PEN15‘s Final Episodes Are a Soulful, Sensitive Goodbye

TV Reviews PEN15
Share Tweet Submit Pin
PEN15‘s Final Episodes Are a Soulful, Sensitive Goodbye

Premiering in 2019, Hulu’s PEN15 was at first a gross-out comedy relying heavily on the sight gag of its 30-something lead actresses playing 13 and interacting awkwardly with their middle-school-aged castmates. The series instantly struck a chord with anyone who related to its hyper-specific depiction of junior high in the early 2000s, particularly young Millennial women like co-creators and stars Maya Erskine and Anna Konkle, who (along with co-creator Sam Zvibleman) have drawn from their own lives to play fictionalized versions of themselves. But the second season—split into two parts—even surpassed its stellar first, as classic comedy beats gave way to more emotional arcs. The series has continued in this more serious trajectory for its impressive final episodes.

Season 2 Part 2 leaves us with an emotional and satisfying conclusion to the beloved series. Our final moments with Maya and Anna are fraught with conflict, ranging in importance from bat mitzvah drama and failing Dance Dance Revolution routines to Anna’s parents’ contentious divorce and Maya’s deep insecurities. Like any middle schoolers, Anna and Maya perceive every small inconvenience as a catastrophe, but no matter how immature the situation, PEN15 always approaches the girls’ perspective with immense care and respect. The years separating Erskine, Konkle, and Zvibleman from their time in middle school haven’t trivialized junior high dramatics; instead, they’re now able to thoughtfully reflect on the impact these arguably momentary experiences are having on Maya and Anna’s lives.

At the end of Season 2 Part 1, Maya and Anna had just rekindled their relationship after the school play nearly tore them apart. When Maya earns the starring role and Anna is made stage manager, each firmly believes they’re the most important person in the production. Still fighting when the play begins on opening night, a mid-show mishap reminds the girls they truly need each other to succeed. In the time between Part 1 and 2, when the pandemic impacted their ability to shoot an episode in Florida, PEN15 released an animated special that bridges the gap between the halves of Season 2 well, emphasizing the deep impact the divorce is having on Anna and the girls’ ongoing struggle with self-image.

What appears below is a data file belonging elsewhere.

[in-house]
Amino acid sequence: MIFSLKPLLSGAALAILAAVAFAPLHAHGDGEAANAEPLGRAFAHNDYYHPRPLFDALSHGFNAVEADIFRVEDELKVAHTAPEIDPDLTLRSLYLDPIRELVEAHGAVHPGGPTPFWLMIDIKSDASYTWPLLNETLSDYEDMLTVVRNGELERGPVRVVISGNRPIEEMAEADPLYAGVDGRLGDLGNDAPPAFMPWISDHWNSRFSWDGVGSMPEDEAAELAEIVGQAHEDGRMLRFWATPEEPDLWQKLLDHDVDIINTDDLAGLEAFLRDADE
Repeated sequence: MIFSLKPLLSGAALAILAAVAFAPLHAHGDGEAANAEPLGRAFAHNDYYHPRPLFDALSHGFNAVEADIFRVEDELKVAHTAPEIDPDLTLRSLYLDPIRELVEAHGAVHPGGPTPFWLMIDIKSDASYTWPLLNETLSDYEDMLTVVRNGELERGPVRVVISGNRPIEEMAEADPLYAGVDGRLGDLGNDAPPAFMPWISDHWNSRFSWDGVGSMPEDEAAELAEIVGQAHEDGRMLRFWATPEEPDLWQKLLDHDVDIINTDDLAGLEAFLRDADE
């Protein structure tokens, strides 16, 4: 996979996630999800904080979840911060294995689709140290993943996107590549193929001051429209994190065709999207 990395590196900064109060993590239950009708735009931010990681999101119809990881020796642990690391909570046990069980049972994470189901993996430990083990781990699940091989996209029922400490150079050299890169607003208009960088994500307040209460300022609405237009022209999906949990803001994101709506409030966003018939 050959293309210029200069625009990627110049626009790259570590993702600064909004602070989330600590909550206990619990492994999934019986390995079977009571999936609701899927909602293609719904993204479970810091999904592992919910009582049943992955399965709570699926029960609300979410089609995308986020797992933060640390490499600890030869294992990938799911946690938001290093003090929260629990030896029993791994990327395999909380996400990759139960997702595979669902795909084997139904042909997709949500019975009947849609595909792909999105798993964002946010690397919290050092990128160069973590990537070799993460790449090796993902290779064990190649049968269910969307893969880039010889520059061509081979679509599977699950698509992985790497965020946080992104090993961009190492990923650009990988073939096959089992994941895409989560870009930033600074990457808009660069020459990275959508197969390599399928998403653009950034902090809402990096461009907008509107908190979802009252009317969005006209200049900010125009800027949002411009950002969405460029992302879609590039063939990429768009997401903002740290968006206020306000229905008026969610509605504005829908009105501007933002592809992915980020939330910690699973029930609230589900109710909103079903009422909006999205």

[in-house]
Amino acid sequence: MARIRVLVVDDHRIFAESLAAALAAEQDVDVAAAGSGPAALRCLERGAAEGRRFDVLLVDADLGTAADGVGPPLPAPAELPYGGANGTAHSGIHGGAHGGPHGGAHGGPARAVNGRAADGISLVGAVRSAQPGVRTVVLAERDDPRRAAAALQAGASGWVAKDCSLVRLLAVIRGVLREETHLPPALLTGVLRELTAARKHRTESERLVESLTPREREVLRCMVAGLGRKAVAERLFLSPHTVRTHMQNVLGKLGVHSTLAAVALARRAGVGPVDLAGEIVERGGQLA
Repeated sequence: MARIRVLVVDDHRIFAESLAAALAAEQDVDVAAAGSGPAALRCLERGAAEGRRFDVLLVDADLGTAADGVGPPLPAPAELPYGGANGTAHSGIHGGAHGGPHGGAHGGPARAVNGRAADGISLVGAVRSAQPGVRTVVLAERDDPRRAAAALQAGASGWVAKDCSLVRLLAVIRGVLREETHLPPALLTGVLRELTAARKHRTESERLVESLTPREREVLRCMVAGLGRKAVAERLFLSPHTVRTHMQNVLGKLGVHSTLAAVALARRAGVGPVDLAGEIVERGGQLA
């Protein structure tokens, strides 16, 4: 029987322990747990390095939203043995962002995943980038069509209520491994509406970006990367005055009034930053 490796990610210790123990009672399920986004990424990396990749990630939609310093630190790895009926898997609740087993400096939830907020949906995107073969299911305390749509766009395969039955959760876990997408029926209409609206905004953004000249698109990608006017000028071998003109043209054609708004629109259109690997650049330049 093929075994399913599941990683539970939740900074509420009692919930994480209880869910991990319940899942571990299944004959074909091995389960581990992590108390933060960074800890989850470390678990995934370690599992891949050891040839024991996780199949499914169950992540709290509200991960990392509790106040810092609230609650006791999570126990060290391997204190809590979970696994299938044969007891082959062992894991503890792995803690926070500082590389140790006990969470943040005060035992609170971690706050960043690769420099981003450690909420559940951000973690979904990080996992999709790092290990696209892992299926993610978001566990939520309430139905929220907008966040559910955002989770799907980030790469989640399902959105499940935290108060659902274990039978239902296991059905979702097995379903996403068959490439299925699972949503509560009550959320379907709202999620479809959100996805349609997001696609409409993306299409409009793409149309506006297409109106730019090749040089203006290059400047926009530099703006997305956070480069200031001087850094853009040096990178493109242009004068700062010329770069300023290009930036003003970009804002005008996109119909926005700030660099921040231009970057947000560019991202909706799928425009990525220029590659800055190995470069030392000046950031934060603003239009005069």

As always in PEN15, the idea of a young girl’s self-worth being intrinsically linked to male validation plays a heavy role in the final batch of episodes. Anna finds herself with her first boyfriend, a high school freshman named Steve, who supplies her with alcohol and introduces her to group therapy. Her preoccupation with Steve puts a strain on her relationship with Maya, who feels relegated to being the third wheel. But feeling alone amidst her parents’ separation (and after learning about the Holocaust sends her into a Nihilistic spiral), this budding romance is something in Anna’s life that actually makes her feel hopeful. Trying to find footing in Anna’s new world, Maya begins fawning over Steve’s best friend, eventually leading to the series’ rawest and most upsetting moment.

Similar to an episode in Ramy, another underrated gem produced by Hulu, PEN15 dedicates an entire episode this season to Maya’s mother Yuki. Played by Erskine’s real-life mother, Mutsuko Erskine, Yuki has always been a scene-stealing character. Maya often expresses resentment of her Japanese heritage, which makes her different from any of her classmates, but her relationship with her mother helps soften these feelings. Of course, at age 13, Maya is not particularly great at communicating with her mother, often exploding into bursts of I hate yous and you hate mes. But even when they butt heads, their relationship remains a guiding force in PEN15. In “Yuki,” we get to see what Yuki’s life looks like while Maya and Shuji are at school. The episode is entrancing and exciting, like when you stay home sick from school but still accompany your mother on her errands and get a peek into a world you never get to see. But this is not just a typical day in her life—a reunion with a special person from her past takes Yuki on a journey throughout the episode. Both written and directed by Maya Erskine, this episode is a wonderful love letter to her mother and a worthwhile departure from the show’s primary plotlines.

In its final episodes, PEN15 isn’t afraid to double down on its emotional turn. Earning three Emmy nominations for Season 2 Part 1, the risk has paid off already, and those who enjoyed Part 1’s deeper, moodier tone will feel satisfied by this series’ conclusion. Despite Maya and Anna’s surface-level conflicts throughout, PEN15 reiterates its simple core belief: that with a best friend you’ll get through anything, whether it’s the sudden death of a loved one or being taken advantage of by someone you were vulnerable with, or any of the other million problems we face in our lives, big or small.

In the last moments of the series, Maya and Anna have a tearful conversation about their future and what it will be like when they grow up and start families and stay friends forever. You simply can’t remain 13, and the real-life event of Erskine and Konkle giving birth to their first children earlier this year, just months apart, feels like a bittersweet but perfectly fitting goodbye to their alter egos.

All 7 episodes of PEN15 Season 2 Part 2 premiere Friday, December 3rd on Hulu.

Kristen Reid is a writer, covering television for Paste Magazine, Vulture, and Film School Rejects. She’s been known to spend too much time rewatching her favorite sitcoms, yelling at her friends to watch more TV, and falling in love with fictional characters. You can follow her on Twitter @kreidd for late-night thoughts on whatever she’s bingeing now.

For all the latest TV news, reviews, lists and features, follow @Paste_TV.